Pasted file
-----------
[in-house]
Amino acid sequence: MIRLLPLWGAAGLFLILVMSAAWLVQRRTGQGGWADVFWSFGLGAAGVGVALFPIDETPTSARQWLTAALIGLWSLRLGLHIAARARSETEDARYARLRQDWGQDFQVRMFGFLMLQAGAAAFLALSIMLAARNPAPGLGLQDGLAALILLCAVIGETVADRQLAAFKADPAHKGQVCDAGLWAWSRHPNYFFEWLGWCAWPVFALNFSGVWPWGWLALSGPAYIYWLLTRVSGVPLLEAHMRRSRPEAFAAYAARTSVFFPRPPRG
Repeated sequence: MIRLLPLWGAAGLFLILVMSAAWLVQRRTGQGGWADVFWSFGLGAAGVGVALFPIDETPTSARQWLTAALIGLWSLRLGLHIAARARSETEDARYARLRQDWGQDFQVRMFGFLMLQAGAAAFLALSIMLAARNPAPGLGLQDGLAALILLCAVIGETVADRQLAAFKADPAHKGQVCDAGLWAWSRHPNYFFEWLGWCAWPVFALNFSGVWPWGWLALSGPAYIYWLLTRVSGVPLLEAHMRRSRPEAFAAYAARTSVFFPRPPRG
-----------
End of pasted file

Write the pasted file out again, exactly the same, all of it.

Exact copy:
[in-house]
Amino acid sequence: MIRLLPLWGAAGLFLILVMSAAWLVQRRTGQGGWADVFWSFGLGAAGVGVALFPIDETPTSARQWLTAALIGLWSLRLGLHIAARARSETEDARYARLRQDWGQDFQVRMFGFLMLQAGAAAFLALSIMLAARNPAPGLGLQDGLAALILLCAVIGETVADRQLAAFKADPAHKGQVCDAGLWAWSRHPNYFFEWLGWCAWPVFALNFSGVWPWGWLALSGPAYIYWLLTRVSGVPLLEAHMRRSRPEAFAAYAARTSVFFPRPPRG
Repeated sequence: MIRLLPLWGAAGLFLILVMSAAWLVQRRTGQGGWADVFWSFGLGAAGVGVALFPIDETPTSARQWLTAALIGLWSLRLGLHIAARARSETEDARYARLRQDWGQDFQVRMFGFLMLQAGAAAFLALSIMLAARNPAPGLGLQDGLAALILLCAVIGETVADRQLAAFKADPAHKGQVCDAGLWAWSRHPNYFFEWLGWCAWPVFALNFSGVWPWGWLALSGPAYIYWLLTRVSGVPLLEAHMRRSRPEAFAAYAARTSVFFPRPPRG